Mom would shred that roast meat up, add some tomatoes, onions, and yes, more garlic, make her own corn tortilla shells and stuff them with the shredded meat. Add a little dollop of guacamole, and the deed was done. All we had to do was devour them.
I learned from the best, so I do something similar when I’m eating during this time of economic hardship.
Every Sunday, I’ll barbecue chicken thighs, pork or beef ribs or a roast and make it last through the week for lunches and dinners. This past Sunday it was a $30 package of pork ribs from Costco. I placed them in a big aluminum container on the middle of the Weber grill after spreading the coals all around the inner portion so they received indirect heat. I put a couple of potatoes and onions in the corners of the pan. With the meat on the grill, I timed it for an hour and turned the slab of ribs over and continued barbecuing for another hour.
The last half hour I slathered the ribs with BBQ sauce, waiting patiently.
My wife and I seldom go out unless there is a special occasion; that’s similar to what I remember my parents doing when I was a child. If they took us to the Sizzler, Chinaland or some other fancy restaurant, we knew it was a special treat.
Otherwise, they taught us the value of a good home-cooked meal, a lesson I still live by 50-some years later.
Jim Valenzuela, Poway
Changing times call for a real strategy
The recent increases in food prices either in the store or eating out have facilitated novel approaches to fulfilling my main goal — to eat healthy and within budget. To accomplish this elusive goal I have developed a multi-pronged approach.
To meet our home budget restrictions, I have become a investigative shopper, scouring the Tuesday ads for Frazier farms, ALDI, Albertson’s, and Vine Ripe Market. My weekly menu is dictated by what is on special, boneless/skinless chicken breasts and hamburger at Vine Ripe, almond milk and bananas and orange juice at ALDIs, coffee on sale at Albertsons. I feel that this conscientious shopping has lowered my weekly food bill by at least 30 percent!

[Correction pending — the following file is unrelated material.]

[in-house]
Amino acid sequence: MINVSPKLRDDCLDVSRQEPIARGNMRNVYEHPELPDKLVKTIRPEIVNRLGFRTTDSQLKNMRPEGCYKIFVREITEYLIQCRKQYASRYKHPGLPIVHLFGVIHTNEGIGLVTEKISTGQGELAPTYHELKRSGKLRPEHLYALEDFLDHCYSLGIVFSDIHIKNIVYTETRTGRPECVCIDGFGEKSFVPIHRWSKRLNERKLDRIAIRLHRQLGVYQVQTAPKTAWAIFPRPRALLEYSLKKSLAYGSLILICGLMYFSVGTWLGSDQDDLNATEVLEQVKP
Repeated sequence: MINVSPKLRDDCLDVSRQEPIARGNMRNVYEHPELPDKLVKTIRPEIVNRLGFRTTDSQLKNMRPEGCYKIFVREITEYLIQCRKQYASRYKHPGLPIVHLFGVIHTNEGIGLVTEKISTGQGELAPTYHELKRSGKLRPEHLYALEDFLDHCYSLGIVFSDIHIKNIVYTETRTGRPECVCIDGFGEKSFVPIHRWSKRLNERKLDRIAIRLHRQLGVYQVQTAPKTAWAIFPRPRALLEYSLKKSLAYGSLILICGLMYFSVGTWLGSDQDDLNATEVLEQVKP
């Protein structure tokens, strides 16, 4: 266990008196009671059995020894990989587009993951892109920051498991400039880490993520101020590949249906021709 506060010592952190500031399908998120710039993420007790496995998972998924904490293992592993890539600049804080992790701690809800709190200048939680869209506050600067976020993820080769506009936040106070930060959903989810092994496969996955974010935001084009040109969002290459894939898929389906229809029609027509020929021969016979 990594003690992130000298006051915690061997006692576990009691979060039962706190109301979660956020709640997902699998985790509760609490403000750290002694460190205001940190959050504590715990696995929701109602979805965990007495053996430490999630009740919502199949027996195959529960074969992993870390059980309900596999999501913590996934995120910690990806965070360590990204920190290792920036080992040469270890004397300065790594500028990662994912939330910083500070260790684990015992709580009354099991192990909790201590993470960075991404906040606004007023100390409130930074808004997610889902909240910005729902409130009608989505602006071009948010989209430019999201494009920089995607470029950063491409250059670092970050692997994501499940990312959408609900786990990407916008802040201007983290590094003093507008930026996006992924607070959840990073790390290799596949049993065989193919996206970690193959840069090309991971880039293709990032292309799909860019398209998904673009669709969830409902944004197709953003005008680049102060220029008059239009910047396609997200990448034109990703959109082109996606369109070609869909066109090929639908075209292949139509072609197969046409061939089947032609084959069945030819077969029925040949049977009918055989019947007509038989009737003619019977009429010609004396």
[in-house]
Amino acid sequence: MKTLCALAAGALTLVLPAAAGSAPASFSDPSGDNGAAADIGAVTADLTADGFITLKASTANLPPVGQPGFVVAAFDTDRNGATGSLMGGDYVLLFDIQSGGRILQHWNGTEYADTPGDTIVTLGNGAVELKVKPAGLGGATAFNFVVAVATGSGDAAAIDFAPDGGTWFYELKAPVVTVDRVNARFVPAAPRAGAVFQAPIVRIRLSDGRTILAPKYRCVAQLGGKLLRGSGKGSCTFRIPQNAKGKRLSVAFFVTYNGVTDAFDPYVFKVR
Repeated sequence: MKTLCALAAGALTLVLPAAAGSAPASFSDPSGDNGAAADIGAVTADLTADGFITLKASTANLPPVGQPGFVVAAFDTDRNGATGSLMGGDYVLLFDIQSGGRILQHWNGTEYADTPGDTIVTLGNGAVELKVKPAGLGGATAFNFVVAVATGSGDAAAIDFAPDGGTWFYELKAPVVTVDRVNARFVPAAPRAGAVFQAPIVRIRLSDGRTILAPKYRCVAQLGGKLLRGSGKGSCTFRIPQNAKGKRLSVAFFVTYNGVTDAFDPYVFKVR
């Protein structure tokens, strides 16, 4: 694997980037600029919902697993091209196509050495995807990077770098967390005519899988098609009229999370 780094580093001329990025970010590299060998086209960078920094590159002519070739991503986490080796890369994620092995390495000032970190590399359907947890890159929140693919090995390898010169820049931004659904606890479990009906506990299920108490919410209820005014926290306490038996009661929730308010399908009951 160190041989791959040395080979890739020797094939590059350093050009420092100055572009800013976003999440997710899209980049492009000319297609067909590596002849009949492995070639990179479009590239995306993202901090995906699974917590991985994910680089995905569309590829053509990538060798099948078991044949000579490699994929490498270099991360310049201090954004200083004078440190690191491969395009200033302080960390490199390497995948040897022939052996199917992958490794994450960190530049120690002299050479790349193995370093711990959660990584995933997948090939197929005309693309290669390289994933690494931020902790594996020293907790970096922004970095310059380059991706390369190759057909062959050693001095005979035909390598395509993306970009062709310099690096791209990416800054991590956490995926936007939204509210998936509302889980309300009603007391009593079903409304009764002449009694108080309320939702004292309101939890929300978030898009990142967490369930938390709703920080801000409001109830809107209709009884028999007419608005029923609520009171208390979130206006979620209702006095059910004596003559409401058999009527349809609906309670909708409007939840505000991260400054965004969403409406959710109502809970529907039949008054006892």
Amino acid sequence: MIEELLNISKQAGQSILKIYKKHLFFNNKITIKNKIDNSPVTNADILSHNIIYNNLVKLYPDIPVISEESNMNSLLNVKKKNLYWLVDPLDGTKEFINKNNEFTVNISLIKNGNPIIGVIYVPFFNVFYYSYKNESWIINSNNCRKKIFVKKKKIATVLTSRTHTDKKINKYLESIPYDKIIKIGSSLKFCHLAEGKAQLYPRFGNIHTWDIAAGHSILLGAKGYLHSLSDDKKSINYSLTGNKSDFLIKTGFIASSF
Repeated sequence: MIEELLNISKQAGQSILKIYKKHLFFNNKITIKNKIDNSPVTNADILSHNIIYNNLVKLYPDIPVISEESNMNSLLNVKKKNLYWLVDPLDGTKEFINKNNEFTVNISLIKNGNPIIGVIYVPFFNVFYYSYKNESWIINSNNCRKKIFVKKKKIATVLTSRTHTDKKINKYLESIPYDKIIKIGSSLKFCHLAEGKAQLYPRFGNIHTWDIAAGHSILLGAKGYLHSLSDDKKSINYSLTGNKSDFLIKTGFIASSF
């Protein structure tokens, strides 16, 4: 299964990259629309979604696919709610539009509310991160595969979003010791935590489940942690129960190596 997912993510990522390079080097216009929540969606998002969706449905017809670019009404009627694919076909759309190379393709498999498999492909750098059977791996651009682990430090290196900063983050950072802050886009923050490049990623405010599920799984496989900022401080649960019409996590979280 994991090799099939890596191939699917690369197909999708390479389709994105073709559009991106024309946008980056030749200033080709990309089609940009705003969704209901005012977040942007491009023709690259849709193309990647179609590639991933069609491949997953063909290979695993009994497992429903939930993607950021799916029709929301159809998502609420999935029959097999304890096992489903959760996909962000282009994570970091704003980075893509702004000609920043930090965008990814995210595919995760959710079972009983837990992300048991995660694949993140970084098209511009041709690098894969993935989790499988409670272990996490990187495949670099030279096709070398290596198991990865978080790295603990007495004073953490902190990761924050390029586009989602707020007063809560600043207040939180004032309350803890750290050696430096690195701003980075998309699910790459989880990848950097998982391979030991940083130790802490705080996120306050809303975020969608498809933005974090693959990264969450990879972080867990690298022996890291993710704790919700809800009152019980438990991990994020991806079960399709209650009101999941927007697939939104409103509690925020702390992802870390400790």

Eating out is a tougher nut to crack. The $4.99 chicken and $9.99 pizza from Costco are still a bargain (as is the $1.49 hot dog and drink). Wendy’s $6.00 Biggie bag with double double burger, chicken bits, and fries and a frosty gets reduced by 10 percent because I am senior citizen. There are $7.99 pizzas from Dominos, free coffee at McDonald’s and a host of other establishments that reduce prices for senior citizens.
Dining in restaurants has become a thing of the past. I cannot afford the increased costs due to the prices the owners must pay in increased wages and cost of food. My niece owns a pizzeria in Western New York. In 2019 she paid $24 for a crate of 24 heads of lettuce. Last week she paid $104! These type of price increases have been across the board. Two steak dinners cannot be found for under $100 after tax and tip. Cocktails cost another $15.
Thank goodness we live in San Diego. A night out is just that a night outside. Get food to go, grab a blanket and have a picnic. Or prepare the food yourself, pack a picnic lunch box and head out to the beach or one of the many parks Americans Finest City has to offer.
Not glamorous or extravagant, but objectives met….eating well on a budget.
Jack Keane, San Carlos
The U-T welcomes and encourages community dialogue on important public matters.